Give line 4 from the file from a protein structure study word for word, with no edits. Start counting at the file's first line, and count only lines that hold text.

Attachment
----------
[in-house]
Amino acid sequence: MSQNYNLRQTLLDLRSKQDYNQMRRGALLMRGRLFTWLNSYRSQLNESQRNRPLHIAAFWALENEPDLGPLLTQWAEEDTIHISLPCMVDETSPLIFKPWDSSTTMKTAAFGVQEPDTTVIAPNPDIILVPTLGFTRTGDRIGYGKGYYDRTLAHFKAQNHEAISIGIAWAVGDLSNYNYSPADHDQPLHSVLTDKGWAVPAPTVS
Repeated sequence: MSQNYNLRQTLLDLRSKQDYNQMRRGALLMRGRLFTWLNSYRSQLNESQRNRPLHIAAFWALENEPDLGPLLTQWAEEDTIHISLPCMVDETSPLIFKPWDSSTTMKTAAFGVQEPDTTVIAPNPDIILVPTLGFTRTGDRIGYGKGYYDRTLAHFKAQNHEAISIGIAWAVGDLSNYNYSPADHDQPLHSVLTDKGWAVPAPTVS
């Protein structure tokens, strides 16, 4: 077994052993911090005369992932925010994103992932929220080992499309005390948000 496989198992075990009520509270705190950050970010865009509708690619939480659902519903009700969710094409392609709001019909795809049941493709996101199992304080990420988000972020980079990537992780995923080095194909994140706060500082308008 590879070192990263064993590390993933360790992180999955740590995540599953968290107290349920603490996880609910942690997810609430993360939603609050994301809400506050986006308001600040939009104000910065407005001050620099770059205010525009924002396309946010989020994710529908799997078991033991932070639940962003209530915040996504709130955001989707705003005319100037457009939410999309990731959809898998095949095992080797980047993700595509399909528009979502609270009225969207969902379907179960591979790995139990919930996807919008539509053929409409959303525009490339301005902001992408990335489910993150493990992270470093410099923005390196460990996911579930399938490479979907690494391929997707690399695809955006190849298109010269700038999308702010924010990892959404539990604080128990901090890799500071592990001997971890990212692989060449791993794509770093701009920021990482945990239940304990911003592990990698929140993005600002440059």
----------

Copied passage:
């Protein structure tokens, strides 16, 4: 077994052993911090005369992932925010994103992932929220080992499309005390948000 496989198992075990009520509270705190950050970010865009509708690619939480659902519903009700969710094409392609709001019909795809049941493709996101199992304080990420988000972020980079990537992780995923080095194909994140706060500082308008 590879070192990263064993590390993933360790992180999955740590995540599953968290107290349920603490996880609910942690997810609430993360939603609050994301809400506050986006308001600040939009104000910065407005001050620099770059205010525009924002396309946010989020994710529908799997078991033991932070639940962003209530915040996504709130955001989707705003005319100037457009939410999309990731959809898998095949095992080797980047993700595509399909528009979502609270009225969207969902379907179960591979790995139990919930996807919008539509053929409409959303525009490339301005902001992408990335489910993150493990992270470093410099923005390196460990996911579930399938490479979907690494391929997707690399695809955006190849298109010269700038999308702010924010990892959404539990604080128990901090890799500071592990001997971890990212692989060449791993794509770093701009920021990482945990239940304990911003592990990698929140993005600002440059």